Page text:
Rent surge shows housing crisis 'is now out of control'
Rents shot up again in the past year, and are now close to where they were during the peak of the property boom in Dublin.
Rents rose by almost 9pc nationwide in the year to September, new figures from the Private Residential Tenancies Board (PRTB) show.
Homeless charity the Simon Community said the new figures showed that the housing crisis is now out of control.
It now costs €900 a month to rent a private property, up around €70 compared with last year.
Almost one in five households in the country now rents its accommodation in the private sector.
Rents have risen so much that nationally they are just 11pc below the peak reached at the end of 2007.
However, in Dublin, rents are just 2.3pc lower than the highest point reached eight years ago. Outside Dublin, rents rose by 8.5pc in the three months to September when compared with the same period last year.
The survey, which is based on the actual rents paid, shows that the rent for an apartment nationally was €945, up from €866 last year.
The average cost nationwide of renting a house is now €873, some €63 a month higher than a year ago, the State's rental regulator said.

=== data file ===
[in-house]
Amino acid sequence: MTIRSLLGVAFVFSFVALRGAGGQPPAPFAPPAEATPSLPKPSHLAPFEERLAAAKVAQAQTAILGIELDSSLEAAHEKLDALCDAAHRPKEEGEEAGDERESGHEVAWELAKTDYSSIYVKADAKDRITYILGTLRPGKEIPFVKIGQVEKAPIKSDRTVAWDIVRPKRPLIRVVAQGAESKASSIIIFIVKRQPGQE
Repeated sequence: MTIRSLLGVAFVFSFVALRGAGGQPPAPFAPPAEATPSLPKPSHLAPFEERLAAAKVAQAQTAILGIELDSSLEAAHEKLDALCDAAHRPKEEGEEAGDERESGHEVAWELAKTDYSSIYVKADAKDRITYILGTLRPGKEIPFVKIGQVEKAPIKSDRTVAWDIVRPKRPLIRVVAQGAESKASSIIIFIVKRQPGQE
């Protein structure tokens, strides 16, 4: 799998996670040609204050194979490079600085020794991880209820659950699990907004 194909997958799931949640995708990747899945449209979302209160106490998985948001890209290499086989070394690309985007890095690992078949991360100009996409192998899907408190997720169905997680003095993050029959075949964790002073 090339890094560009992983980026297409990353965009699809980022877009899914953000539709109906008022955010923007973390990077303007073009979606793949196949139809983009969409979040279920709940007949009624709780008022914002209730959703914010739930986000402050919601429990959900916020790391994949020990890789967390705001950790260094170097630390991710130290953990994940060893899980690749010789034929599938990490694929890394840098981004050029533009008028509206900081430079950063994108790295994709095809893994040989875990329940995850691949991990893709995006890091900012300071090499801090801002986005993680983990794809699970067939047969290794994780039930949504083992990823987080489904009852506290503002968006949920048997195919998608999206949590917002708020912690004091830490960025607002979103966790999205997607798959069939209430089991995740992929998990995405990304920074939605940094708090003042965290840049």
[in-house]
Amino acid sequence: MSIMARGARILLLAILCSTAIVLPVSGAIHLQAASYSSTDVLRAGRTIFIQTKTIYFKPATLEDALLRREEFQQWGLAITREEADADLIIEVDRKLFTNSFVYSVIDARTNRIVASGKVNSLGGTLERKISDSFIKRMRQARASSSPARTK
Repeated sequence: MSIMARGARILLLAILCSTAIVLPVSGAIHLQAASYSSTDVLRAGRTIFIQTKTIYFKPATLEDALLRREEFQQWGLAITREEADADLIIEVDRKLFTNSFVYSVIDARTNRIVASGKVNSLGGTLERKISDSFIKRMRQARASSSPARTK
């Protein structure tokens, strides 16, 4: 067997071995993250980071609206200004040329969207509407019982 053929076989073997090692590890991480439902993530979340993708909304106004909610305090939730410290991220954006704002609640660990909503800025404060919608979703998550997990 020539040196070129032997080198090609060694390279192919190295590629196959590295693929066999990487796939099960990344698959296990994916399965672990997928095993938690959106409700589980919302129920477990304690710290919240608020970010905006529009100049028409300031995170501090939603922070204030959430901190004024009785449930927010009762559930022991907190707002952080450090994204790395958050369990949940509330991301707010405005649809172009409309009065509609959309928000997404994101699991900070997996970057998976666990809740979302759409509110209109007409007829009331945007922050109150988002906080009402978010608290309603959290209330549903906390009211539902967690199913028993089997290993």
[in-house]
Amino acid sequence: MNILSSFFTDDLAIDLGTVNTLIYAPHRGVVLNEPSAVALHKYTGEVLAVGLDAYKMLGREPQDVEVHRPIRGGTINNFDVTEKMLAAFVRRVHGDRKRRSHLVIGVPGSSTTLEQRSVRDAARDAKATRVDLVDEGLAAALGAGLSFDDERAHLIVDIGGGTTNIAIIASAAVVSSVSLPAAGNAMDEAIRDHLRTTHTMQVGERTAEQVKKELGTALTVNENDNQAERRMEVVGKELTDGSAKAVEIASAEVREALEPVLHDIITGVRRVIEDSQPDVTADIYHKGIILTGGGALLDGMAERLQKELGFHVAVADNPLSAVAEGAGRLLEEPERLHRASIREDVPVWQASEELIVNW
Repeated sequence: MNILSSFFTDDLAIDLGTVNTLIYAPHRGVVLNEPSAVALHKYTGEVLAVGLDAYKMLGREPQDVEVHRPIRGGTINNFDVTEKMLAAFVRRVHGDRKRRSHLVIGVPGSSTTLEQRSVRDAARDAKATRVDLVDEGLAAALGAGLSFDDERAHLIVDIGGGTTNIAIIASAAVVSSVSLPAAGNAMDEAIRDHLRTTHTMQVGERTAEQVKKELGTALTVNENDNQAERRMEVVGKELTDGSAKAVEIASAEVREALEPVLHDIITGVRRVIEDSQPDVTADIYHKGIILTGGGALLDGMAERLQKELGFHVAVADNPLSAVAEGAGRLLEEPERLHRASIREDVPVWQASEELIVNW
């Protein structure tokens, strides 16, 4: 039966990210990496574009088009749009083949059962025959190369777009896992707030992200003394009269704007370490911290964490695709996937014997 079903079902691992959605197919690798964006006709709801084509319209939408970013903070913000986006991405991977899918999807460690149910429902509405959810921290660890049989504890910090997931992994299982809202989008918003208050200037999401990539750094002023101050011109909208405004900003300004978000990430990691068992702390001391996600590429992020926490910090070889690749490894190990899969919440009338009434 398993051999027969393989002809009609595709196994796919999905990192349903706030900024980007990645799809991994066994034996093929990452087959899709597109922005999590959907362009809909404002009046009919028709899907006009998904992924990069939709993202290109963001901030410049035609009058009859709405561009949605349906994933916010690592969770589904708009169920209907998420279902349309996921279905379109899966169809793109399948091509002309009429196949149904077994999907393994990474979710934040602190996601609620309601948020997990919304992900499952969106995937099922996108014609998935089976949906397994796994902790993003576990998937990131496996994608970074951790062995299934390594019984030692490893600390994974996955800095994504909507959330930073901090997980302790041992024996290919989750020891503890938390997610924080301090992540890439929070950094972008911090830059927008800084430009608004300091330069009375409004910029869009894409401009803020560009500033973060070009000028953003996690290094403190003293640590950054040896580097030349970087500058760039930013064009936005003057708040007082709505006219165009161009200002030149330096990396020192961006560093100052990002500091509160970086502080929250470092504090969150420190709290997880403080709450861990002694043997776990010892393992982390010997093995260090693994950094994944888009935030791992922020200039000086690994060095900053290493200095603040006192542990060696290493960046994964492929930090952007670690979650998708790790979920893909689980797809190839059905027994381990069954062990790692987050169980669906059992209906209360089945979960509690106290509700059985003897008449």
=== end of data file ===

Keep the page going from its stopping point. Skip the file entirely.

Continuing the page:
In Dublin, it now costs €1,408 a month to rent a house, and €1,265 for an apartment. A year earlier, the rent for a house was €1,288, and for an apartment it was €1,169.
This represents a monthly increase in Dublin rent of €120 for a house and €96 for an apartment over the course of the 12-month period.
Director of the PRTB Anne Marie Caulfield pointed out that new tenancy legislation means that rents can only be increased once in a 24-month period, up from once in a 12-month period.
"The legislation also provides that 90 days' advance notice must be given prior to any increase. Previously it was 28 days."
The Simon Community warned that rising rents are continuing to push more people into homelessness. Spokeswoman Niamh Randall said the PRTB report "provides further evidence of a housing crisis that is out of control".
The Irish Property Owners' Association said rents were still too low for many landlords to make money. Meanwhile, the Institute of Professional Auctioneers and Valuers claimed that rents will have risen even more in the final three months of the year because of new rent certainty measures.